Reasonably Fake: Our Review of ‘Madame’

Posted in Movies, Theatrical by - March 23, 2018
Reasonably Fake: Our Review of ‘Madame’

“Mandy is a Filipino, nobody invites Filipinos to a dinner party…. She speaks terrible English and terrible French. I’m not even sure she knows how to speak Filipino”. The person saying these words is Anne Fredericks (Toni Collette). Anne is a rich American housewife who discovers that she has thirteen dinner guests. God forbid. And she’s trying to convince someone who is not Filipino to be lucky 14. Anne is on thin ice here and so is the movie. It thinks that it can make rich racists look funny, but that almost never works. I will say that I have met people like this. So the fact that this film can reflect ‘realistic’ characters is a plus. The lucky non-Filipino, by the way, is Maria (Rossy de Palma). She’s a Spanish immigrant and maid that the table mistakes for a Spanish aristocrat.

Maria is the protagonist, obviously. Toni Collette, who plays one of cinema’s most notorious underdogs, is the bully here. She’s not perfect here, performing affectations of a bougie mean girl as opposed to the real thing. Other actresses have fared better at being fake. Collette, however, is better at bringing out Anne’s good side. Few actresses can pull of a character who can show love to her husband Bob (Harvey Keitel). She also shows Anne’s vulnerabilities in a position as a wife that’s more precarious than it appears. It’s also nice to watch Anne’s face when she watches Maria charm her friends. There’s a particular guest who likes her, their art dealer David Morgan (Morgan Smiley). The charade should only last one night but their connection is intense. That’s perhaps because David thinks her aristocrat identity is the real one.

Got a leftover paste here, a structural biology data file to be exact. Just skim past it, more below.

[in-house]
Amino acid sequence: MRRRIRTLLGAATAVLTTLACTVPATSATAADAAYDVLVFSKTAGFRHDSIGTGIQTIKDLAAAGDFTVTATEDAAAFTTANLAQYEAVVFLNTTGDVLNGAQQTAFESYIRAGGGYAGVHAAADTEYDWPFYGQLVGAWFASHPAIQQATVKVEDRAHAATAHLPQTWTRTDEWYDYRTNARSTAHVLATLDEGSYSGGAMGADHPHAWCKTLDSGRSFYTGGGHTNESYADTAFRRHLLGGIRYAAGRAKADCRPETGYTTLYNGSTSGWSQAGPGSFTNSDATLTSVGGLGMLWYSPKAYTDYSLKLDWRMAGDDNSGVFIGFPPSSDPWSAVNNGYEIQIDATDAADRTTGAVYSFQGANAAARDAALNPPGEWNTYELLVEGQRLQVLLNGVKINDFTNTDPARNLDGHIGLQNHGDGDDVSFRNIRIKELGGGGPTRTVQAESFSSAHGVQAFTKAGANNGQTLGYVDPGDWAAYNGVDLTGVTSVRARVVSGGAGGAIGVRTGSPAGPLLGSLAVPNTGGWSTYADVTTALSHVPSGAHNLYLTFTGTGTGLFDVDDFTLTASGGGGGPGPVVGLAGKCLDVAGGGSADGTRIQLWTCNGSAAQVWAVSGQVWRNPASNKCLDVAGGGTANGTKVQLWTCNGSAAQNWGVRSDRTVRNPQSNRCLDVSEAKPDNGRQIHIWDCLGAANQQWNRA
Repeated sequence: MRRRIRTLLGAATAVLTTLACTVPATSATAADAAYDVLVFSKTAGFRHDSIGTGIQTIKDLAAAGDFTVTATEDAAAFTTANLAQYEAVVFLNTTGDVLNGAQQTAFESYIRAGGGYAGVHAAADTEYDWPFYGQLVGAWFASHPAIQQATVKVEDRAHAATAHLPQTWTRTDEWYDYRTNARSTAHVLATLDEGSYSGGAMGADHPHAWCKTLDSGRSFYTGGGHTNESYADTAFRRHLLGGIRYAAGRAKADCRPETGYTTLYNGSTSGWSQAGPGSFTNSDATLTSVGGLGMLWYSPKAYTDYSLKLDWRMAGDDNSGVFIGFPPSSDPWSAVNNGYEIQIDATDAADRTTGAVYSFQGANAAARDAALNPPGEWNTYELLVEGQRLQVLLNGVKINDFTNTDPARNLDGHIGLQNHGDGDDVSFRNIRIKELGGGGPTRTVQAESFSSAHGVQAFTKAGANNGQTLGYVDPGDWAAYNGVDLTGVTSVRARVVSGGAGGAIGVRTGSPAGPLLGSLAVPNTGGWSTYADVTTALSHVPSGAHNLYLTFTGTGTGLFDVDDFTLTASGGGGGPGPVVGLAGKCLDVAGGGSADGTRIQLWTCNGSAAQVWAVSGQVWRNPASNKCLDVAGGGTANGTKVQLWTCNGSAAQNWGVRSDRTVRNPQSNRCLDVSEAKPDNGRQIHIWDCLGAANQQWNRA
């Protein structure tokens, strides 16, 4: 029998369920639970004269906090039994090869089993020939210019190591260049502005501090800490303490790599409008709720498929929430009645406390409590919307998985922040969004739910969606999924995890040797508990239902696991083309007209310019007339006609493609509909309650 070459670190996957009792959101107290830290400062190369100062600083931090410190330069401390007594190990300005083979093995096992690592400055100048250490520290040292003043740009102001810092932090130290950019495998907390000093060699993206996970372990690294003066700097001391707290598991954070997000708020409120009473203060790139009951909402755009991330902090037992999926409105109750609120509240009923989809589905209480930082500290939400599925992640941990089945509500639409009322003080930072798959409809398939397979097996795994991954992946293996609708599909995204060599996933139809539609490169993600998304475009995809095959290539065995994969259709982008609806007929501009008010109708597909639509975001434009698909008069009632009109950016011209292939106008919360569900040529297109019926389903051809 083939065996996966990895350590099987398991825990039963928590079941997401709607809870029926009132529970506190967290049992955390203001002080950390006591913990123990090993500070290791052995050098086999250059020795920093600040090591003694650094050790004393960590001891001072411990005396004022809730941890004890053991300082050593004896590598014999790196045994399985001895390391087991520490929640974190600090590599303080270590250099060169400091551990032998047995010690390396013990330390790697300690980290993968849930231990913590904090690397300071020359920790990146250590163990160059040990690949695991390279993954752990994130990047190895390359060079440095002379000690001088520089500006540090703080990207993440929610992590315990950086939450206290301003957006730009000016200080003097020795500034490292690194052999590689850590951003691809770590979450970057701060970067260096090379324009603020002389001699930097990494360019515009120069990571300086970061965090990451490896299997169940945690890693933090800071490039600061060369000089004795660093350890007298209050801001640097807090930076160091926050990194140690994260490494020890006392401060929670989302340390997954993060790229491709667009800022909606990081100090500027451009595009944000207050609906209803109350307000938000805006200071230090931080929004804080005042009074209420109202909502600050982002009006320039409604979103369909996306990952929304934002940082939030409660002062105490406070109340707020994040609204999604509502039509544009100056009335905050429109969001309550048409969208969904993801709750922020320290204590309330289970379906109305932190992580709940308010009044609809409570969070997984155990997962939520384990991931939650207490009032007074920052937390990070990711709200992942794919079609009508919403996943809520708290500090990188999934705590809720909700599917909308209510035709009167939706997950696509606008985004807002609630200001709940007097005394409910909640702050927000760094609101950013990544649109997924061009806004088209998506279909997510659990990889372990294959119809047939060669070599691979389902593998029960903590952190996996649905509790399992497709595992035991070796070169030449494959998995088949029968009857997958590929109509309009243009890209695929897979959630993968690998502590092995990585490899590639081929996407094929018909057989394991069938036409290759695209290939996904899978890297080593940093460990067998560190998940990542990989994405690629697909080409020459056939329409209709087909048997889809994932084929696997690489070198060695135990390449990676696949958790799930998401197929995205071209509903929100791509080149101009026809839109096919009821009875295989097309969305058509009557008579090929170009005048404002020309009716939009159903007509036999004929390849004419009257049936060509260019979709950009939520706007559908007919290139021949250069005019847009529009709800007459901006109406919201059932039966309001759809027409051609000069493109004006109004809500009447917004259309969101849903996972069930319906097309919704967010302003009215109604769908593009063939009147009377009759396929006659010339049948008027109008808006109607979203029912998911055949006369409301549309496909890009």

It is admittedly hard to stomach the movie’s ideas of justice and equilibrium. Anne consistently tells Maria off and puts her in her place. Someone might have forgotten to tell writer-director Amanda where the audience’s sympathies lie. It’s always with the downstairs people instead of with the people upstairs. The film also shows Anne’s hypocrisy since she was first Bob’s golf teacher before she became his wife. There aren’t enough characters to point to that. There’s also the jarring juxtaposition of twee, touristy French music playing off on these ugly characters. Sthers also relies on pathetic fallacy to signal how things get out of control. However, what she gets right is the banter between the couple. She also lets her story breathe, adding little scenes where there characters can play around. These little moments rescue a film and its problematic morality.

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While Paolo Kagaoan is not taking long walks in shrubbed areas, he occasionally watch movies and write about them. His credentials are as follows: he has a double major in English and Art History. This means that, for example, he will gush at the art direction in the Amityville house and will want to live there, which is a terrible idea because that house has ghosts. Follow him @paolokagaoan on Instagram but not while you're working.
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